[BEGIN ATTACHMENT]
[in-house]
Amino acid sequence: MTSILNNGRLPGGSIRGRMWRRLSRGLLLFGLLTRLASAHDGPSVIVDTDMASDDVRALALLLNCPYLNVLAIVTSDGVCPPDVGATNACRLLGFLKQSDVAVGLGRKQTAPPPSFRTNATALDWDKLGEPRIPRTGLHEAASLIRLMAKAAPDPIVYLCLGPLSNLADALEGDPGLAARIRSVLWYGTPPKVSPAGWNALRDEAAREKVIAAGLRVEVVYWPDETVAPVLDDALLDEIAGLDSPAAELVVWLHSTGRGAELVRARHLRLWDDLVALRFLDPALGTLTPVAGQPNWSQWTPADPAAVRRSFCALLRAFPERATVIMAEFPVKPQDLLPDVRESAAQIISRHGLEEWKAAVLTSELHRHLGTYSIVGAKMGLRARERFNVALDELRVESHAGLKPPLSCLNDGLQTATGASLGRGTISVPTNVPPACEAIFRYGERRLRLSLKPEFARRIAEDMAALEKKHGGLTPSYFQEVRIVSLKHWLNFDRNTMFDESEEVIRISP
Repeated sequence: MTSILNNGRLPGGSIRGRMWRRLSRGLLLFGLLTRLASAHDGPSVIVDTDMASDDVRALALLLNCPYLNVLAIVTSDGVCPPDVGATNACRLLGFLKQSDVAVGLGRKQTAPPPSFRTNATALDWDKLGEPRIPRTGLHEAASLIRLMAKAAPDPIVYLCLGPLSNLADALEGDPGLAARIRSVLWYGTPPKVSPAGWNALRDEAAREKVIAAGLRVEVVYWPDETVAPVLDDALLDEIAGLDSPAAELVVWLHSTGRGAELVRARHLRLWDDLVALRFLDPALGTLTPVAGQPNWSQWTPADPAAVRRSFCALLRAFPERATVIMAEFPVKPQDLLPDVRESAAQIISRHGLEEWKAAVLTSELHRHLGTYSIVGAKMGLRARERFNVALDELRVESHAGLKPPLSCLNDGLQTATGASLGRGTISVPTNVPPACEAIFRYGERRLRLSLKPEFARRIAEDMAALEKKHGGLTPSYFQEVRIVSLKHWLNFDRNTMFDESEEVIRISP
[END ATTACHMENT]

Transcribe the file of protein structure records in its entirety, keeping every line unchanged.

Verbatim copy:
[in-house]
Amino acid sequence: MTSILNNGRLPGGSIRGRMWRRLSRGLLLFGLLTRLASAHDGPSVIVDTDMASDDVRALALLLNCPYLNVLAIVTSDGVCPPDVGATNACRLLGFLKQSDVAVGLGRKQTAPPPSFRTNATALDWDKLGEPRIPRTGLHEAASLIRLMAKAAPDPIVYLCLGPLSNLADALEGDPGLAARIRSVLWYGTPPKVSPAGWNALRDEAAREKVIAAGLRVEVVYWPDETVAPVLDDALLDEIAGLDSPAAELVVWLHSTGRGAELVRARHLRLWDDLVALRFLDPALGTLTPVAGQPNWSQWTPADPAAVRRSFCALLRAFPERATVIMAEFPVKPQDLLPDVRESAAQIISRHGLEEWKAAVLTSELHRHLGTYSIVGAKMGLRARERFNVALDELRVESHAGLKPPLSCLNDGLQTATGASLGRGTISVPTNVPPACEAIFRYGERRLRLSLKPEFARRIAEDMAALEKKHGGLTPSYFQEVRIVSLKHWLNFDRNTMFDESEEVIRISP
Repeated sequence: MTSILNNGRLPGGSIRGRMWRRLSRGLLLFGLLTRLASAHDGPSVIVDTDMASDDVRALALLLNCPYLNVLAIVTSDGVCPPDVGATNACRLLGFLKQSDVAVGLGRKQTAPPPSFRTNATALDWDKLGEPRIPRTGLHEAASLIRLMAKAAPDPIVYLCLGPLSNLADALEGDPGLAARIRSVLWYGTPPKVSPAGWNALRDEAAREKVIAAGLRVEVVYWPDETVAPVLDDALLDEIAGLDSPAAELVVWLHSTGRGAELVRARHLRLWDDLVALRFLDPALGTLTPVAGQPNWSQWTPADPAAVRRSFCALLRAFPERATVIMAEFPVKPQDLLPDVRESAAQIISRHGLEEWKAAVLTSELHRHLGTYSIVGAKMGLRARERFNVALDELRVESHAGLKPPLSCLNDGLQTATGASLGRGTISVPTNVPPACEAIFRYGERRLRLSLKPEFARRIAEDMAALEKKHGGLTPSYFQEVRIVSLKHWLNFDRNTMFDESEEVIRISP